A RIGHTEOUS MAN... When we meet Joseph in Matthew’s story, he has just found out that his fiancé is pregnant!   Apparently, Joseph didn’t believe her story about the angel, a baby from God, and so on; the first thing he did was try to break off the engagement. The only logical explanation was that Mary’d been unfaithful to him…


You can just imagine how Joseph felt upon learning of Mary’s apparent unfaithfulness. He would have felt ‘betrayed.’He would have been devastated by this news! How could Mary do this? Betrayed? Yes! And dishonored … and humiliated … and hurt by Mary and ‘the other man.’ As Mary tried to explain how she came to be pregnant, I can just see Joseph rolling his eyes, hurt giving way to anger! Joseph’s whole world would’ve been shaken by this news. His trust had been violated. Scripture doesn’t tell us this, but you could just imagine that in his anger, he might’ve reminded Mary of what the law says about women who were adulterous and how they were to be put to death—by stoning…

But, folks, I want you to notice something: At the very moment Joseph felt at his lowest, God was at work in Mary’s womb, doing the greatest thing he’d done since the creation of the world! When it comes to following God, sometimes we need to take a breath … and take the time to look beyond the pain! Because that’s usually where God is! And, also know this (from Joseph)…

When we open up our hearts to God—truly allowing God to be in control of our lives, we will always choose relationships over law! That’s exactly what Joseph did; once the anger subsided, he listened to God and chose Mary for his wife. He was a righteous man—a man who would follow God’s lead, no matter what … and do it humbly! But, also, let’s not forget this Joseph of Bethlehem became…


AN EARTHLY FATHER (and there’s a lesson here, too)... When my kids were younger, even though I feel sometimes that I failed more often than I succeeded, my prayer was always that my kids—through my life and my actions as their earthly father—would come to know the Heavenly Father in a personal way in their own lives. Again, I feel many times that I failed more often than I succeeded, but that was my prayer—always! In other words, through my very life, I wanted them to know what God the Heavenly Father was like…

While we don’t see this explicitly in the Gospel narratives, we can infer from the life and teachings of Jesus what a profound impact Joseph had on Jesus’ life and faith…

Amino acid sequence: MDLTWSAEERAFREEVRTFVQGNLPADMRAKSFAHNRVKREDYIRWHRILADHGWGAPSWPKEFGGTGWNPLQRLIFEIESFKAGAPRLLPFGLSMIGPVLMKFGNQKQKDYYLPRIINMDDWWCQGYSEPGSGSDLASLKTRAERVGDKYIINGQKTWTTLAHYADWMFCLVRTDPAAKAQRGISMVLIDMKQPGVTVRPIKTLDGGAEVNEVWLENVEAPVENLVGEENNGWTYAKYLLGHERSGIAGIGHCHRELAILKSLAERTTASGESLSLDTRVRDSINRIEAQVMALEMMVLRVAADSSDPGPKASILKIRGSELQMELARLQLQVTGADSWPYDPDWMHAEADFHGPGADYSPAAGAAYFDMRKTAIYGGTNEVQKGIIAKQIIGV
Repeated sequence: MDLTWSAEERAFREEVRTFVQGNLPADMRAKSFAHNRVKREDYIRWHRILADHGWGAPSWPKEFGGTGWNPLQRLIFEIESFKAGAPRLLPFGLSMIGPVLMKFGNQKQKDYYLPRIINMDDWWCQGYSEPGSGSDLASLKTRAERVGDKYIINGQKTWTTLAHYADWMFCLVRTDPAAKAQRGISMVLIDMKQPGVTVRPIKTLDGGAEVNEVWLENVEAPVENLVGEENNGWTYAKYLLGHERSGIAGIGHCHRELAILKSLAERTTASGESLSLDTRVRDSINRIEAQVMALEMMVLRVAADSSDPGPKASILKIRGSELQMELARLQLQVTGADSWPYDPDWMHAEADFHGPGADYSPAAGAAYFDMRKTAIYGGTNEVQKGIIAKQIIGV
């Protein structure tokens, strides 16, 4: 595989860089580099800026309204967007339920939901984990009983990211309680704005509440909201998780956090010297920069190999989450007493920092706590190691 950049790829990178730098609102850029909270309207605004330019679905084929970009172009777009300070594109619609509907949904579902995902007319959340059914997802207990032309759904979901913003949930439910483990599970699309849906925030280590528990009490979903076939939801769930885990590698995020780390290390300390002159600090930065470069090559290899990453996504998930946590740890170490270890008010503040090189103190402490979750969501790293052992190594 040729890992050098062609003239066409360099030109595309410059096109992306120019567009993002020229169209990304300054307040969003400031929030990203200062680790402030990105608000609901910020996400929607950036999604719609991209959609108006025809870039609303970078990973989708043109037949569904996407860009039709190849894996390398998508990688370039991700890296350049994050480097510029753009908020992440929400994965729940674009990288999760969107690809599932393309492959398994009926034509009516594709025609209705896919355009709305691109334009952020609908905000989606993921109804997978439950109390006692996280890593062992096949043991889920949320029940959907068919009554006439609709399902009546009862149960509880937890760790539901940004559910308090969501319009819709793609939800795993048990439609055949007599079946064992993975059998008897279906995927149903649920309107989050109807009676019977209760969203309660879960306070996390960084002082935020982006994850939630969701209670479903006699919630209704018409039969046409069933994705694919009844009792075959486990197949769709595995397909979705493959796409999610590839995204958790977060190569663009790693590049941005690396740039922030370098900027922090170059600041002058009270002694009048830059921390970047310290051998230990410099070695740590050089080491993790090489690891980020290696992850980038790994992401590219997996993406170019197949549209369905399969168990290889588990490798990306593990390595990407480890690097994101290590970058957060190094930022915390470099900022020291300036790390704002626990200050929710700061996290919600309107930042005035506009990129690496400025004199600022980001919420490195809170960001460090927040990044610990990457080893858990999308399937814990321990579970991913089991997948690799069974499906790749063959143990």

• When Jesus looked for a metaphor to describe his relationship to God, his primary way of addressing God was Abba, which literally means ‘daddy’—more than likely how he referred to Joseph, too…
  • In Jesus’ teachings (Prodigal Son), he likened God to a father who showed mercy to a son who was rebellious, while showing patience to an older son who had judged the younger; could this be a reflection of Jesus’ life with Joseph?

Assuming Joseph was a younger man when he married and Jesus was born, he would have lived his life under one ruler—Herod the Great. If we look to Herod’s activity around Bethlehem, during Joseph’s life, we can see quite a contrast between Herod the King and Joseph the carpenter…

                        Herod                                                 Joseph


Desperately wanted praise,                       He got no lines! He was a humble man…

admiration, and love of

others…


Hoped to be seen as the Messiah            Content with being the earthly father of the

the prophets foretold (even if he               Messiah…

didn’t meet the criteria)…


Hoped to restore the greatness of             No ego; a humble carpenter who worked

the Jewish kingdom through                     with his own hands…

massive building projects…


Loved the wealth & power that                  Lived a life of simplicity and humility, seeking

came with being ‘king’…                            primarily to please God (not self)…


Constantly working to prove his                Left no monuments, except for his righteous

own greatness to others                             influence on Jesus and rest of family…

(left monuments: Herodium)…


No servant’s heart!                                      A total servant’s heart!


Herod’s palace, folks, was located adjacent to Bethlehem—seen from nearly anywhere in Bethlehem, Joseph’s hometown (see screen)… Whether they like it or not, their lives were a daily contrast! So, let’s end here with this part of the Christmas story: Who will you choose to be: a Herod or a Joseph?

  • Will you be Herod, who spent his life seeking to win the praise of others and pursuing wealth, power, and material possessions, and who by his actions seemed to say, “Here I am, notice me!”?
  • Or, will you be Joseph, who was a humble servant of God, who never sought the limelight, and who was willing to say, “Here I am, God. Use me.”


It is true that God favors the humble over the proud. God’s greatest work in our lives may be difficult and challenging, and we may never get recognition or praise from others, but is that the point? We are called to serve anyway, seeking nothing more than God’s approval. The only glory we should be concerned about … is the kind that God gets…


About the author

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I am a second career United Methodist minister (first career being in management/sales in the air express industry). I am currently the lead pastor at the Dodgeville & Ridgeway: Grace United Methodist Churches. We have a paid/volunteer staff of approximately 6 persons, with a total membership of about 350.